Krinick: Business mediation can avoid the grind of litigation
My friends who own boats often share with me the famous adage that the best two days of boat ownership are the day that the boat is purchased and the day the boat is sold. The joys of boat ownership are quickly subsumed by the day-to-day grind of maintenance and other aggravations that come with owning a water craft.
The same can be said for business litigation, at least for the party that starts the lawsuit. The client is always outraged by the wrongful conduct of the soon-to-be defendant and is itching to sue. All the evidence is gathered, research is done to figure out the best legal claims – “how about RICO” – and a carefully constructed complaint is prepared that just screams for justice. The euphoria is hard to contain as the day that the complaint is to be filed and made public approaches. The day comes, the complaint is filed and then . . . nothing.
The filing party – the plaintiff – has just had the best day of the lawsuit. Ahead is the grind of pleadings, motions, document discovery, meetings with your attorneys, depositions, more motions and on and on, until the real best day arrives – when the case ends.
How can one get from the first best day — when the case starts – to the next best day – when the case ends – without the grind of all that litigation aggravation? Mediation may be the answer.
Mediation is different than litigation and is also different from arbitration. Litigation is what happens in court. Arbitration is litigation outside the courthouse where an arbitrator or arbitrators – often with specific knowledge of the industry involved in the dispute – act as decision-makers in lieu of a judge or a jury. Arbitration is often compelled by an agreement and leads to a binding resolution, with very limited access to the courts to review an award.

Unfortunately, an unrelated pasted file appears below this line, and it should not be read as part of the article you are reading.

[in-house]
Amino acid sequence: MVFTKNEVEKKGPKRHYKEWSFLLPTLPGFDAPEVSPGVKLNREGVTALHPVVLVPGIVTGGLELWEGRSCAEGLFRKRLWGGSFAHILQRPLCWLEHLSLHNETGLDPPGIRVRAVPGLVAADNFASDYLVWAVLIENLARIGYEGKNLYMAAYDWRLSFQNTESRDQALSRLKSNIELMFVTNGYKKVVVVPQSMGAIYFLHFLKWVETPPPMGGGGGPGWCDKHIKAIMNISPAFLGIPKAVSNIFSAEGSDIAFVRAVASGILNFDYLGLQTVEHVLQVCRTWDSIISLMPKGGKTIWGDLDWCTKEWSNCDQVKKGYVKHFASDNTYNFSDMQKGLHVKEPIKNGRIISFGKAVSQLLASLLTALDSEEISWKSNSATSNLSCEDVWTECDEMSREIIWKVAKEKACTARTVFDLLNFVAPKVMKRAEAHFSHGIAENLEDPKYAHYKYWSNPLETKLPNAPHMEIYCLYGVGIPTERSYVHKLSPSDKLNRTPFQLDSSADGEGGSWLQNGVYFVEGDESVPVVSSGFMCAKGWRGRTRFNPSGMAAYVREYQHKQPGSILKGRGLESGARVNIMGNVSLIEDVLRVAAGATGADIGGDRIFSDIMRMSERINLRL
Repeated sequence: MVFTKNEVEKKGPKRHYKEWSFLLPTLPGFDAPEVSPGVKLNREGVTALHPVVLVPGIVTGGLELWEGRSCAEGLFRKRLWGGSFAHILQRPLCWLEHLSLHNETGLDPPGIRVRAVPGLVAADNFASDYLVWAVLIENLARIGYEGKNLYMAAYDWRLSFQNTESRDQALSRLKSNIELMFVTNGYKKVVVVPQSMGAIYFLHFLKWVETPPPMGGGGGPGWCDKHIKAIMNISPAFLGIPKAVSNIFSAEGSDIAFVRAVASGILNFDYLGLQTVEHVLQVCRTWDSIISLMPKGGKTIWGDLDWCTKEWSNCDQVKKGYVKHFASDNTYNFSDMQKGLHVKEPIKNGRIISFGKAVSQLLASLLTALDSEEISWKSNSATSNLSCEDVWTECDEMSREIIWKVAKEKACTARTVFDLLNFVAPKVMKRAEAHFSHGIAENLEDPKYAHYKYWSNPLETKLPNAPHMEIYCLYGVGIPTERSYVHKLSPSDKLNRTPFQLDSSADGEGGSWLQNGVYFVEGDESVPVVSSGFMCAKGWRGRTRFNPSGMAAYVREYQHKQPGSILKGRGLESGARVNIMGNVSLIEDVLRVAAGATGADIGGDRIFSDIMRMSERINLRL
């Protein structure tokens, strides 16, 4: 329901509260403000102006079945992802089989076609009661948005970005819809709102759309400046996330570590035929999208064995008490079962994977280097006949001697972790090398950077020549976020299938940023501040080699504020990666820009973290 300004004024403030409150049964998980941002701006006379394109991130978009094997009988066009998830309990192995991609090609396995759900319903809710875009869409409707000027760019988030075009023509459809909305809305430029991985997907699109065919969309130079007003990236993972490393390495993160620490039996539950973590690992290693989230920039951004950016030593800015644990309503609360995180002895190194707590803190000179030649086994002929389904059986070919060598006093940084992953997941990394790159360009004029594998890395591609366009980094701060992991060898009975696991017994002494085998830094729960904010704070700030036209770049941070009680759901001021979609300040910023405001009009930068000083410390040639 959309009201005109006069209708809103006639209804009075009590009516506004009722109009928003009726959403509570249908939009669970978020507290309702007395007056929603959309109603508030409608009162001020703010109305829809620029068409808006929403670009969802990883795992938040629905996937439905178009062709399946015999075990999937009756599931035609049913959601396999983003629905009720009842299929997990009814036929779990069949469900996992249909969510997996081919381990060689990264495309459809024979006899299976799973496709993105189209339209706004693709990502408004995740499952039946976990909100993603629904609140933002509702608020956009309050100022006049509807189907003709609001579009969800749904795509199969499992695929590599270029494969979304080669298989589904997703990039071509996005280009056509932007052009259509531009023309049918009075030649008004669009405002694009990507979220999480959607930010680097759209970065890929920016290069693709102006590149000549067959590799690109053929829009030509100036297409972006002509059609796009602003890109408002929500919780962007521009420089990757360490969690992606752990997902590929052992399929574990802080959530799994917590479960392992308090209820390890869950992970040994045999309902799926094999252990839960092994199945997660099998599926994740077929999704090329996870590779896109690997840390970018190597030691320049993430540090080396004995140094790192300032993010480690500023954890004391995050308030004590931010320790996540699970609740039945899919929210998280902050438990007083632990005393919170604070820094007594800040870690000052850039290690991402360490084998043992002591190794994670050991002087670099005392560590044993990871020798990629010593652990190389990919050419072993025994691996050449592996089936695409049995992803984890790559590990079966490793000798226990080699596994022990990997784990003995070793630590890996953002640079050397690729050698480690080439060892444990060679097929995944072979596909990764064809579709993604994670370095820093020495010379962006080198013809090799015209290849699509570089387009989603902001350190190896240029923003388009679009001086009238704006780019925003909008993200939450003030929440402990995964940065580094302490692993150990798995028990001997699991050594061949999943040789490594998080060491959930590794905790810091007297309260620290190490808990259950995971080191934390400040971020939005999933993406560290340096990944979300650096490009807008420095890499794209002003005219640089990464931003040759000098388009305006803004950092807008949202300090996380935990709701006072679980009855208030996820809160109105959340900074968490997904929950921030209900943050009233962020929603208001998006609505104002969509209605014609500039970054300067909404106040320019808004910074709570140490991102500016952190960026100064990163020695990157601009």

Mediation is generally voluntary and can only lead to a negotiated resolution. No settlement can be imposed on any party. A third party – the mediator – is chosen to meet with the parties to help them reach a workable solution to the problem. The mediator’s role is to provide unbiased, impartial assistance from the position of someone with no stake in the dispute’s outcome. The discussions are confidential and unlike the public nature of court proceedings, the entire process is a private affair.
As compared to litigation and arbitration, mediation is less expensive and far quicker. Further, mediation can lead to a resolution broader than the issues raised in a particular lawsuit and may even lead to an ongoing business relationship among the parties.
The Commercial Division of New York recognizes the benefits of mediation and has incorporated it into its rules. In particular, Rule 3 allows a court to direct, or counsel to seek, the appointment of a mediator for the purpose of mediating a resolution. An amendment from earlier this year encourages counsel to work together to select a mediator, which allows the parties to select professional mediators, who may or may not be included on court-approved lists.
In response to concerns that the mere fact of suggesting a mediation is a sign of weakness, Rule 8 requires counsel to consult with each other regarding the use of alternate dispute resolution (arbitration or mediation) prior to the preliminary conference and Rule 10 requires counsel to discuss alternative dispute resolution options with the client prior to every conference with the Court. By requiring mediation to be discussed with each client and then with the Court, the notion that a party that raises the idea of mediation lacks confidence in their claim is negated.
Buying and enjoying a boat can be fun. Selling a boat is a happy day. Starting a lawsuit can feel good, for a brief moment. Settling a lawsuit brings lasting joy. Mediation may be the pathway to that good feeling.
Evan H. Krinick is the managing partner of Rivkin Radler LLP.